• Katie Zehr

New mortgage stress test rate | What this means for you

You may have heard that Canada's mortgage stress test rates are increasing as of June 1st, 2021 - If you're like most Canadians, you may be thinking "what does this mean?" or "how does this affect me?"

First of all, we need to realize that the 'new rates' are what matters and the 'old rates' are irrelevant. Let's face it, the mortgage stress test is not going away any time soon. It is just evolving to adapt to the current market conditions. Lenders are still approving based on the same criteria - employment and income, debt, credit history and the property itself - just with an extra twist.

What is a mortgage stress test?

Stemming from the finance world, the term “stress test” is a test used to determine a worst-case scenario when making an investment. When applying this to mortgages, it’s a method of determining how much you can afford; and under what circumstances. Banks are now required to apply this set of stringent rules to all new applications.

What is it for?

The mortgage stress test rules exist to protect borrowers. Interest rates have been at all-time lows and are only bound to rise. The government has issued this test to ensure borrowers will still be able to afford their mortgage payments when rates undoubtedly increase. What they are trying to avoid is having borrowers overextended and unable to afford higher payments in the future.

How does it work?

When you apply for a mortgage loan, the bank will offer a current interest rate available under your specific circumstances. They will use this interest rate alongside your income and employment, credit history and debt ratios to calculate an pre-approval purchase amount. Here comes the twist - they will then increase the interest rate to meet stress test requirements and then run the numbers again. The outcome will be a lower approval threshold.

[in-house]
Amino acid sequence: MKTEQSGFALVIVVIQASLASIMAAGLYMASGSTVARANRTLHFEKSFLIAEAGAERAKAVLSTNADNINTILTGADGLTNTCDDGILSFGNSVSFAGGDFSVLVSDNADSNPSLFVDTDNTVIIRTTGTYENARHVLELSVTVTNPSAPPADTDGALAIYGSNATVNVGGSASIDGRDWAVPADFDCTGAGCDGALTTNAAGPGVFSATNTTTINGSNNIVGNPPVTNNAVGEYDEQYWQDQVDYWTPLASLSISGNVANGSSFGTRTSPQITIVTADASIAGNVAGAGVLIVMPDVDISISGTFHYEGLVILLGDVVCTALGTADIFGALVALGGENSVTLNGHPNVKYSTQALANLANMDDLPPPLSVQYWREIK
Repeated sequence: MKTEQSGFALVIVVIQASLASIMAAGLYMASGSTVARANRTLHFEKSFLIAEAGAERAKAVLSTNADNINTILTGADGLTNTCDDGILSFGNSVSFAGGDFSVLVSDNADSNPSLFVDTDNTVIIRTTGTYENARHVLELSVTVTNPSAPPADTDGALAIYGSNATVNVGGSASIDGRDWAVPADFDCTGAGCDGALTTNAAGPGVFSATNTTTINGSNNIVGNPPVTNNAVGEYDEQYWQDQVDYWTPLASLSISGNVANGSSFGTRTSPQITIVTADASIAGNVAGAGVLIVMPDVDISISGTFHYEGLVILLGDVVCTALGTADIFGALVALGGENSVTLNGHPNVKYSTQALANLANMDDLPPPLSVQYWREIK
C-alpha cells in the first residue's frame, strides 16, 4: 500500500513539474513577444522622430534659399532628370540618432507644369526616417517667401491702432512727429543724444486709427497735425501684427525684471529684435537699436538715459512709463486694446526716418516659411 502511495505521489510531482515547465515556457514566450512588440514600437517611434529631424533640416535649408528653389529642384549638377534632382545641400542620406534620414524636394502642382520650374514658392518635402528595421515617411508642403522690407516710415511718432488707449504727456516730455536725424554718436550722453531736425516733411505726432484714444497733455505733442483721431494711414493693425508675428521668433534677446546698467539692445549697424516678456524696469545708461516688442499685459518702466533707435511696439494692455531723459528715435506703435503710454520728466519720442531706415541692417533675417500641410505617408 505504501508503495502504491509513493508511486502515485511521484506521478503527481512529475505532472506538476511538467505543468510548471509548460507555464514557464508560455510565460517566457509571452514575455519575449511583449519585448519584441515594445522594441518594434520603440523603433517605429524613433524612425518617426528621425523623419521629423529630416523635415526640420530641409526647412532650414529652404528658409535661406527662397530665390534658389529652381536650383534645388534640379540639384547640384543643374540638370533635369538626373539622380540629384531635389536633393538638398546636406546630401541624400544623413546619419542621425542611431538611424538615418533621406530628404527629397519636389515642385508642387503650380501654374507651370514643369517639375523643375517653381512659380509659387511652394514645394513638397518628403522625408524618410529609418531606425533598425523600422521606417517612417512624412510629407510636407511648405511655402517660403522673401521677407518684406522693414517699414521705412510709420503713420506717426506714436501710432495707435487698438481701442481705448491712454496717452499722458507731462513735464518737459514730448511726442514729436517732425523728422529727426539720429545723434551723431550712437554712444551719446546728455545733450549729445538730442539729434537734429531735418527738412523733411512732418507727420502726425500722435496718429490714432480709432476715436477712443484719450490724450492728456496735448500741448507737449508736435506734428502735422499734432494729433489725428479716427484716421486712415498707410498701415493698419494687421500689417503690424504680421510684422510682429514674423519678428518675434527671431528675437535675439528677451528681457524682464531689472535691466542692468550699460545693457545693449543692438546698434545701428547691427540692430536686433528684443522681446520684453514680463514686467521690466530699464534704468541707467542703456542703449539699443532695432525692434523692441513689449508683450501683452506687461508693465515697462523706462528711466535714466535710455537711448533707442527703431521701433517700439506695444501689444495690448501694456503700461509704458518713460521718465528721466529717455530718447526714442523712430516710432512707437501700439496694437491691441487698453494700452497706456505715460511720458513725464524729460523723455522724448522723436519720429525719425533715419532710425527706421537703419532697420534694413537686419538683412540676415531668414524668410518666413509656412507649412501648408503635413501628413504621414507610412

What rate will the lender use?

As of June 1st, 2021, the minimum qualifying rate for both uninsured mortgages (those with at least 20% down payment) and insured mortgages (those with less than a 20% down payment) will be the higher of these options:

  • The interest rate offered by your bank/lender plus 2%; or

  • 5.25%

What does this look like?

Here is a mortgage loan example to put this into a more ‘real-life’ perspective:

Borrowed amount: $400,000

Lender’s offered interest rate: 1.78%

Actual monthly mortgage payment: $1,650

Stress test interest rate: 5.25%

Stress test monthly mortgage payment: $2,385

In this scenario, in order to qualify for the borrowed amount the purchaser's income and debt ratios must satisfy the affordability of a $2,385 per month payment when in all reality they would only be paying $1,650 per month.

Is there a way to avoid the mortgage stress test?

The short answer is “not really.” In Canada, the big banks are forced to abide by these rules, so unless you are using a private lender the stress test is now a way of life.

There are however things potential borrowers can do to try to increase their home affordability. Obviously, saving more for a down payment is a no-brainer but often easier said than done especially with skyrocketing rent prices. Having a co-signer on your mortgage application can also assist in a higher mortgage approval.

Does this test affect mortgage renewals?

Renewing mortgage holders are not required to “pass” the stress test unless they switch lenders or are planning to refinance. However, they are still affected in that they are unable to shop around for a better rate or even negotiate the terms of their existing mortgage loan without risking undergoing the stress test rates.


At the end of the day, if you are a first-time homebuyer trying to get into the housing market, the stress test is going to make it a lot more difficult. With the hot real estate market, limited supply, and a significant year-over-year increase in prices, obtaining a new mortgage even with great credit and high income is challenging.

That being said, the stress test is intended to protect us from overextending ourselves and borrowing to the absolute max without any wiggle room. As annoying as this may be currently, you may be thankful for it should interest rates skyrocket in the future.

Still have questions?

Reach out and I'd be happy to answer any of your questions or concerns or set you up with a great mortgage specialist to help you navigate these new rules.

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